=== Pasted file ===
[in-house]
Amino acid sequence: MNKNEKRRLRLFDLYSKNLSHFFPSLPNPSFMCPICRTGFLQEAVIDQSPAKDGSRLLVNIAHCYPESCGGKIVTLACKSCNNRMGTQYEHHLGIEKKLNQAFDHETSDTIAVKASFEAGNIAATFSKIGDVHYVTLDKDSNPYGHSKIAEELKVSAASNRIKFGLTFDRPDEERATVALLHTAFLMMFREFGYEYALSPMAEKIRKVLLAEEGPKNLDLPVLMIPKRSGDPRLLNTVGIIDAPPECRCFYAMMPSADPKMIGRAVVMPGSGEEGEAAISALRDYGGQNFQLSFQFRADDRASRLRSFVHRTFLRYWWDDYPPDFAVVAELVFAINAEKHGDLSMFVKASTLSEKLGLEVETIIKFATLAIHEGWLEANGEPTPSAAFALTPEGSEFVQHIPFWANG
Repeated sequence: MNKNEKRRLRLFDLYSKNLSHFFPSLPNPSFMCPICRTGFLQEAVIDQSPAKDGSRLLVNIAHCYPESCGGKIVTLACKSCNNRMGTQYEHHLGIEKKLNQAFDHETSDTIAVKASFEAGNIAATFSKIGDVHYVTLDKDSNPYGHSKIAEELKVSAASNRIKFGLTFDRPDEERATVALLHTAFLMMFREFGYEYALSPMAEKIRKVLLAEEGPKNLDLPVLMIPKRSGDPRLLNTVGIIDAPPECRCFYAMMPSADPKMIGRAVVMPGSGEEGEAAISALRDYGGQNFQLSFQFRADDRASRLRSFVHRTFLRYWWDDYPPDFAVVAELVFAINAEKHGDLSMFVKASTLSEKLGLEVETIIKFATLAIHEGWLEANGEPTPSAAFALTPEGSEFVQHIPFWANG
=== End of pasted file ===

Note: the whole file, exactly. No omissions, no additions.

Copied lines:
[in-house]
Amino acid sequence: MNKNEKRRLRLFDLYSKNLSHFFPSLPNPSFMCPICRTGFLQEAVIDQSPAKDGSRLLVNIAHCYPESCGGKIVTLACKSCNNRMGTQYEHHLGIEKKLNQAFDHETSDTIAVKASFEAGNIAATFSKIGDVHYVTLDKDSNPYGHSKIAEELKVSAASNRIKFGLTFDRPDEERATVALLHTAFLMMFREFGYEYALSPMAEKIRKVLLAEEGPKNLDLPVLMIPKRSGDPRLLNTVGIIDAPPECRCFYAMMPSADPKMIGRAVVMPGSGEEGEAAISALRDYGGQNFQLSFQFRADDRASRLRSFVHRTFLRYWWDDYPPDFAVVAELVFAINAEKHGDLSMFVKASTLSEKLGLEVETIIKFATLAIHEGWLEANGEPTPSAAFALTPEGSEFVQHIPFWANG
Repeated sequence: MNKNEKRRLRLFDLYSKNLSHFFPSLPNPSFMCPICRTGFLQEAVIDQSPAKDGSRLLVNIAHCYPESCGGKIVTLACKSCNNRMGTQYEHHLGIEKKLNQAFDHETSDTIAVKASFEAGNIAATFSKIGDVHYVTLDKDSNPYGHSKIAEELKVSAASNRIKFGLTFDRPDEERATVALLHTAFLMMFREFGYEYALSPMAEKIRKVLLAEEGPKNLDLPVLMIPKRSGDPRLLNTVGIIDAPPECRCFYAMMPSADPKMIGRAVVMPGSGEEGEAAISALRDYGGQNFQLSFQFRADDRASRLRSFVHRTFLRYWWDDYPPDFAVVAELVFAINAEKHGDLSMFVKASTLSEKLGLEVETIIKFATLAIHEGWLEANGEPTPSAAFALTPEGSEFVQHIPFWANG